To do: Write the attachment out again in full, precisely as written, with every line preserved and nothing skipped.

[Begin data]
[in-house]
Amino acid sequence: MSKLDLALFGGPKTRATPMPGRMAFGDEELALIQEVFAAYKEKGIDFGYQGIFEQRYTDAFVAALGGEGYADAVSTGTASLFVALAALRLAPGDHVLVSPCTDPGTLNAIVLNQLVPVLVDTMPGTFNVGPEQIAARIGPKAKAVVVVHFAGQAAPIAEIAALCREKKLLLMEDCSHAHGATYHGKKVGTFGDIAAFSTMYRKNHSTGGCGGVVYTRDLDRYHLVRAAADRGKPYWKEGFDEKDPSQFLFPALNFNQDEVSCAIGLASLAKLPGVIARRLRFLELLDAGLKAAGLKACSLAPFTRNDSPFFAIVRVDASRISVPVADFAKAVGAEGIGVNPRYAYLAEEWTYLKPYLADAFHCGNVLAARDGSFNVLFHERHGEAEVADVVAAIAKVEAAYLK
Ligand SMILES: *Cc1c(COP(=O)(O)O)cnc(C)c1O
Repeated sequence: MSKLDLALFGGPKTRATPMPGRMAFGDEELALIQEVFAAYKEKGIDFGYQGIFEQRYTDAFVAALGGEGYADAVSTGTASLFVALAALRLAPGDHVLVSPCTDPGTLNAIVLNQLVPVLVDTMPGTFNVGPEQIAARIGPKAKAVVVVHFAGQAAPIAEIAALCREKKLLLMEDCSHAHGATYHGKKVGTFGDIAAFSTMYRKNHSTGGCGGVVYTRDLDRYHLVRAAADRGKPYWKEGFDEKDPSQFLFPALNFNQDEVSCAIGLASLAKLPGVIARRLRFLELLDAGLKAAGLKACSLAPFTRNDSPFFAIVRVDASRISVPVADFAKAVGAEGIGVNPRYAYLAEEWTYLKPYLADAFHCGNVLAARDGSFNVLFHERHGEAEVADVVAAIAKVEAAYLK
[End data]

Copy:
[in-house]
Amino acid sequence: MSKLDLALFGGPKTRATPMPGRMAFGDEELALIQEVFAAYKEKGIDFGYQGIFEQRYTDAFVAALGGEGYADAVSTGTASLFVALAALRLAPGDHVLVSPCTDPGTLNAIVLNQLVPVLVDTMPGTFNVGPEQIAARIGPKAKAVVVVHFAGQAAPIAEIAALCREKKLLLMEDCSHAHGATYHGKKVGTFGDIAAFSTMYRKNHSTGGCGGVVYTRDLDRYHLVRAAADRGKPYWKEGFDEKDPSQFLFPALNFNQDEVSCAIGLASLAKLPGVIARRLRFLELLDAGLKAAGLKACSLAPFTRNDSPFFAIVRVDASRISVPVADFAKAVGAEGIGVNPRYAYLAEEWTYLKPYLADAFHCGNVLAARDGSFNVLFHERHGEAEVADVVAAIAKVEAAYLK
Ligand SMILES: *Cc1c(COP(=O)(O)O)cnc(C)c1O
Repeated sequence: MSKLDLALFGGPKTRATPMPGRMAFGDEELALIQEVFAAYKEKGIDFGYQGIFEQRYTDAFVAALGGEGYADAVSTGTASLFVALAALRLAPGDHVLVSPCTDPGTLNAIVLNQLVPVLVDTMPGTFNVGPEQIAARIGPKAKAVVVVHFAGQAAPIAEIAALCREKKLLLMEDCSHAHGATYHGKKVGTFGDIAAFSTMYRKNHSTGGCGGVVYTRDLDRYHLVRAAADRGKPYWKEGFDEKDPSQFLFPALNFNQDEVSCAIGLASLAKLPGVIARRLRFLELLDAGLKAAGLKACSLAPFTRNDSPFFAIVRVDASRISVPVADFAKAVGAEGIGVNPRYAYLAEEWTYLKPYLADAFHCGNVLAARDGSFNVLFHERHGEAEVADVVAAIAKVEAAYLK